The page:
In the past ten days, the trade press has finally come out of its inexplicable torpor and has started to report on the some of the issues, particularly the agency kickback issue. Will this explode into a full-fledged scandal?

Some thoughts on that will appear here on Monday.

Some pieces on this subject -
Online Advertisers Getting Hosed 4/29/13
Time To Clean Out The Stables 5/2/13
Online Ad Criminals 9/16/13
Alarming Online Sleaze Factor 10/16/13
The Scam What Am 11/14/13
Epic Screwing Of Online Advertisers 2/27/14
NYTimes: 57% Of Online Video Ads Unviewable 5/6/14
Ad Industry Is The Web's Lapdog 5/19/14
Woeful Weenies Of Traditional Media 6/2/14
Amazing Tale Of Online Fraud 10/15/14
Digital Clown Act In Big Trouble 10/30/14
What Every CEO Needs To Know 12/8/14
Agencies Cheating Clients, Says Former Mediacom CEO. No Shit,Says Me. 3/9/15
The Difference Between Waste And Fraud 1/14/15

March 23, 2015

What The Brand Babblers Don't Understand

Imagine for a second that you're the brand manager for BigSave supermarkets.

Your job is to build the BigSave brand so that customers prefer you to SaveMore, and HugeSave.

You know how wonderful BigSave is. You want to spread the word. You want consumers to see inside your brand. You want them to know how responsive you are, and how pleasant you are to engage with, and how willing you are to work with them and help them.

Building the brand is absolutely essential to your career and central to your life. Once you leave the house in the morning, it is the most important thing you do.

Now let's talk about the average consumer. The average consumer couldn't give a flying shit about BigSave.

If BigSave exploded tomorrow, the average consumer wouldn't bother picking up the donuts.

The average consumer has other things on her mind. Like why she gained 2 pounds last week, and why her father is looking pale, and why the fucking computer keeps losing its WiFi signal, and why Timmy's teacher wants to see her next week, and what's that bump she noticed on her arm?

The point is this: our brands are very important to us marketers and very unimportant to most consumers. Please read that again.

Are there some brands each of us are attached to? Sure. Are there brands we buy regularly? Sure. Is our attachment to a handful of brands strong and nonsensical? Sure. The problem is we buy stuff in hundreds of categories and are strongly attached to only a few brands.

The idea that our attachment represents "love" or any of the other woolly nonsense perpetrated by brand hustlers is folly.

The clearest demonstration of the weakness of the cult of brands is the dismal performance of social media marketing. We were promised that social media would be the magic carpet on which our legions of brand advocates would go to spread the word about the marvelousness of our brands, and would free us from the terrible, wasteful expense of advertising. It has done nothing of the sort.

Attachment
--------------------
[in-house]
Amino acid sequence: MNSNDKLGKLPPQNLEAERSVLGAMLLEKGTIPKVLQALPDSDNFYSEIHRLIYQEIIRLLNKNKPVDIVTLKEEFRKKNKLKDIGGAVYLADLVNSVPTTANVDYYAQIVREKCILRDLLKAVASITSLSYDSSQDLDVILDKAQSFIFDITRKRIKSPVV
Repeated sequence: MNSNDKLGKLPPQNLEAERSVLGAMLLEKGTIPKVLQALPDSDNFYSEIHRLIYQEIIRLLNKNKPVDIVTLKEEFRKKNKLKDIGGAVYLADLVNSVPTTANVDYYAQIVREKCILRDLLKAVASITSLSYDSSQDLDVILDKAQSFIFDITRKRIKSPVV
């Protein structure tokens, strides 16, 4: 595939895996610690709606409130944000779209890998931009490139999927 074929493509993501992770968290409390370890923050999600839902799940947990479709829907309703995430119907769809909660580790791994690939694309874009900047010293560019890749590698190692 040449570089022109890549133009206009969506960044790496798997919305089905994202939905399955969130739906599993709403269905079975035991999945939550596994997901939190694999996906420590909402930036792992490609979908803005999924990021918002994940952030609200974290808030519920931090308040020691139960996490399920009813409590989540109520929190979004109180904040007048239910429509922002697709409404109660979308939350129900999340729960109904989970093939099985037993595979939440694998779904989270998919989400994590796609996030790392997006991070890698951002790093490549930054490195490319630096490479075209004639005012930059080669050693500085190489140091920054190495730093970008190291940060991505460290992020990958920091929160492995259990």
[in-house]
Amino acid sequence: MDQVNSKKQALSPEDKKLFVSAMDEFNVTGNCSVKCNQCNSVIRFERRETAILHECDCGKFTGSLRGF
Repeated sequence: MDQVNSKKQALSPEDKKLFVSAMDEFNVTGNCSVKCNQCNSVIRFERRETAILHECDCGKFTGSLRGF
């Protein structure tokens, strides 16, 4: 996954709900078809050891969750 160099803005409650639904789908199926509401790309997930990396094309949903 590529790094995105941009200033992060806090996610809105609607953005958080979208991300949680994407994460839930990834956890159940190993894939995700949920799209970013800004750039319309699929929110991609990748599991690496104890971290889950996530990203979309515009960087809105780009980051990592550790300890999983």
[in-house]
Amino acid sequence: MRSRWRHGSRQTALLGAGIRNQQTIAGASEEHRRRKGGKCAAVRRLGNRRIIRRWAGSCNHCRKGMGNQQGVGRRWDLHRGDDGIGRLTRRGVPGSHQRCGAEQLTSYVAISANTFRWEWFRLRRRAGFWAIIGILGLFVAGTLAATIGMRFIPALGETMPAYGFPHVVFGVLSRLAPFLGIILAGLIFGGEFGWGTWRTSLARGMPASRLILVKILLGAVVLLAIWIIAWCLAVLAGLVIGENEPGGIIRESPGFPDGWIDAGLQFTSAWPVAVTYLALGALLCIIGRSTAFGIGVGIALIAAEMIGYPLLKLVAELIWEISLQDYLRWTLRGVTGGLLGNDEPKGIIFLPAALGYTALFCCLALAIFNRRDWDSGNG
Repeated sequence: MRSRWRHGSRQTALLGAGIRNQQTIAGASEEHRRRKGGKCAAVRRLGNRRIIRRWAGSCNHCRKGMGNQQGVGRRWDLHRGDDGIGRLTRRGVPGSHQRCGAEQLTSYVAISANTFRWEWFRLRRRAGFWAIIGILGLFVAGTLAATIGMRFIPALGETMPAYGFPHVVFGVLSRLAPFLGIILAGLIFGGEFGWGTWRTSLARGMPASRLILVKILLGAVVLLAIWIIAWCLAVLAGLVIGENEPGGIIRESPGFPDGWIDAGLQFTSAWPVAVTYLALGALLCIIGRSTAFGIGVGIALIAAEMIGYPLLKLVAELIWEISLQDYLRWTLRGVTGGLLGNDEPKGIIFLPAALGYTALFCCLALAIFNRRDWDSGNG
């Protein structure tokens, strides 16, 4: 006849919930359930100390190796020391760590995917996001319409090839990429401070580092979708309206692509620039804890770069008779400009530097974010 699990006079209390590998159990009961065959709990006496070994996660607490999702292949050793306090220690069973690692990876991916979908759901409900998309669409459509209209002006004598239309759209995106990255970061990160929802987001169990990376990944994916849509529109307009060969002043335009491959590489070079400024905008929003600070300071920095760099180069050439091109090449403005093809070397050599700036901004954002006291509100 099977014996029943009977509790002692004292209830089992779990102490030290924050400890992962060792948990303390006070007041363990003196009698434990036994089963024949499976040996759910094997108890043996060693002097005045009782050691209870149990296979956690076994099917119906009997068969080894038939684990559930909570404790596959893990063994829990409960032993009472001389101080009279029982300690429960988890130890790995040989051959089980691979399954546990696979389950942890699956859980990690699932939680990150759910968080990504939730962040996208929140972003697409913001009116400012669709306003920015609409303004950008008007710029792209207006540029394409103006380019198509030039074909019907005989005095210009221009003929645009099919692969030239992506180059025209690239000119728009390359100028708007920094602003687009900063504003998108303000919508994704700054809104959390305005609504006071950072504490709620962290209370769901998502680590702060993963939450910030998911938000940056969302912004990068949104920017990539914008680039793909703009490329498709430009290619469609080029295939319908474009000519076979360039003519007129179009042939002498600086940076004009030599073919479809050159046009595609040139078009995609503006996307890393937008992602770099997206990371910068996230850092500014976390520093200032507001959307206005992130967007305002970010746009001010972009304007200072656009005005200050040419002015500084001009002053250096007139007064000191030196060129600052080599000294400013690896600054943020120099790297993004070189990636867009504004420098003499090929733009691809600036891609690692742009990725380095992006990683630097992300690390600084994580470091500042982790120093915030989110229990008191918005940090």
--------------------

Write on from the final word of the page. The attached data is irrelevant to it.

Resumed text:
In fact, it is often the exact opposite. Social media is usually where people go to scream about the mistreatment we get at the hands of companies. And where companies go to beg forgiveness.

A recent study reported that among a brand’s fans, only .07% — that’s 7 in ten thousand — ever engage with the brand’s Facebook posts. On Twitter the number is even lower — 3 in ten thousand. And these are not average consumers. These are the brands so-called "fans." (This is a correction from the original post which had the number at .7%)

A study I quoted here recently by Havas claims that “in Europe and the US, people would not care if 92% of brands disappeared.”

Having a successful brand is very important to a marketer. But the idea that it is anything like that to a consumer is folly. Brand babble is just the faulty conflation of marketers' needs and consumers' interests.

Modern marketing is operating under the delusion that consumers want to interact with brands, and have relationships with brands, and brand experiences, and engage with them, and co-create with them.

Sorry, amigo. Not in this lifetime.

March 18, 2015

Top 6 Reasons Agencies Love The Web

The agency business -- particularly "big advertising" -- has adopted a knee-jerk inclination to disparage traditional advertising and advocate for the web. Here's why:
1. Doing good advertising is hard. Yapping about precision targeting is easy.
2. Doing good advertising is hard. Yapping about collecting data is easy.

3. Doing good advertising is hard. Yapping about social media is easy.

4. Doing good advertising is hard. Yapping about engagement is easy.
5. Doing good advertising is hard. Yapping about technology is easy.
6. Finding people who can do good advertising is hard. Finding people who can yap about precision targeting and collecting data and social media and engagement and technology is easy.
The agency business has become a little too comfortable with easy. And a little too uneasy with hard.

March 17, 2015

Stranger Than We Imagine

I had the occasion to read a wonderful book about advertising last week. It's called The Anatomy Of Humbug and is written by Paul Feldwick.

The book is fascinating and superbly written. It takes us from the beginning of the modern era of advertising up to the present with charming anecdotes and intelligent analyses of the people and ideas that have made us the struggling, bewildered ad hacks we are today.

It also explores some thought-provoking ideas about the ad person's eternal question: How the fuck does advertising work?

Additionally, it motivated me to publish something of my own.

Back in October, I wrote a 3-part post about "quantum advertising" (I know, pretentious as hell) which (in a much less thorough, entertaining or intelligent way) also deals with the nature of how advertising works. I have now published it as a little booklet (ePamphlet?) at Amazon under that title.

I wanted to make it downloadable for free, but Amazon insists that an author charge at least 99¢. The good news is that I can offer it for free a few days every quarter. So you can download this thing for free for the next 3 days (until 11:59 PM PDT Thursday.)